Adopting a shelter GS - German Shepherd Dog Forums
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post #1 of 23 (permalink) Old 06-04-2018, 11:06 PM Thread Starter
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Adopting a shelter GS

Hi all! Tomorrow we are picking up a 4 month old German Shepard puppy. I am hoping you can help me. What we know about her history is this- 1) she was with a breeder- they had ‘too many puppies’ and they were not able to sell her so they took her to the shelter (I know- it sounds fishy to me too but whatever- it’s what information the shelter had) 2) a family adopted her and returned her because she’s ‘destructive, chews, and nips’ (my take is... she’s 4 months old... she’s a baby... all puppies do that if I’m not mistaken!)

Ok- so we interacted with her and she’s INCREDIBLY timid. Not roll on her back timid but hiding behind a bench tail between legs timid. She showed no aggression whatsoever. She didn’t want to play but she allowed us to pet her and feed her some treats from our hands.

I am thinking her timidity is more so due to her surroundings... rather than a personality trait- but who knows!

So- we have a 6 year old and my husband and myself. Is it too late to socialize her properly? What are your real ecommendations to socializing her and making her feel safe and welcome? Any tips or tricks to help us get through the first few weeks? Thanks!
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post #2 of 23 (permalink) Old 06-05-2018, 12:29 AM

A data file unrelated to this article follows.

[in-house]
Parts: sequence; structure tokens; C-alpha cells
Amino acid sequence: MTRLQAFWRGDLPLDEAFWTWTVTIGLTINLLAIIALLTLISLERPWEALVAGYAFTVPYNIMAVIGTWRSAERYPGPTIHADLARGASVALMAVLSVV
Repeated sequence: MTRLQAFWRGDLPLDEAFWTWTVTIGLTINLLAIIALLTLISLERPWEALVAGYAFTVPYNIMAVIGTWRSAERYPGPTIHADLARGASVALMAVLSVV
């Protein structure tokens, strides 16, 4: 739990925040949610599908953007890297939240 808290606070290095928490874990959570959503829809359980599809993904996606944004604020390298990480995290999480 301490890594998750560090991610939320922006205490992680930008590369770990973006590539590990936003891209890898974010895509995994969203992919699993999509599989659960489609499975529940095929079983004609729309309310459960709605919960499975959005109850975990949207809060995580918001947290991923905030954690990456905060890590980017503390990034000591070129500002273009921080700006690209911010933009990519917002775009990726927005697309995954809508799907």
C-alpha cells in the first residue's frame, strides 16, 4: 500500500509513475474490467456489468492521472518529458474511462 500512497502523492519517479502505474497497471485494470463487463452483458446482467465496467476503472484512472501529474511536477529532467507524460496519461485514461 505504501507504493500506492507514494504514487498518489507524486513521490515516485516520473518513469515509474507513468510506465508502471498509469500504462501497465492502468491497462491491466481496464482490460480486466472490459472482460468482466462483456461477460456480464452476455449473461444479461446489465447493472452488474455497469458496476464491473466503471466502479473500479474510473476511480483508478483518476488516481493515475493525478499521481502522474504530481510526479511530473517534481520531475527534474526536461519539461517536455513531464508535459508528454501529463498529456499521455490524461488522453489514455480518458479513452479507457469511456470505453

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Thanks for rescuing her! My advice would be take things real slow, let her adjust in her own time. It's impossible to judge whether her timidity stems from her surroundings or her heritage, but either way you cannot "force" socialization. I took in a 1.5 yr old female GSD that seemed not very sociable and a little timid. It took her a full 3 months to begin to be comfortable enough with her new surroundings to start to come out of her shell. And it was a couple years before she was completely over whatever it was that caused her to act that way. So again, just show this puppy that she's safe and that she can trust you always, then in time you'll see her true nature. Congratulations on the new puppy, and welcome!

It's not the size of the dog in the fight, it's the size of the fight in the dog. Mark Twain

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post #3 of 23 (permalink) Old 06-05-2018, 05:59 AM
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I suspect your pup will always be suspicious, but over time will learn to relax and be comfortable and playful with the family. GSDs, even with the best up bringing and breeding, have ups and downs as they mature their first two years, so patience and a good sense of humor will be your allies.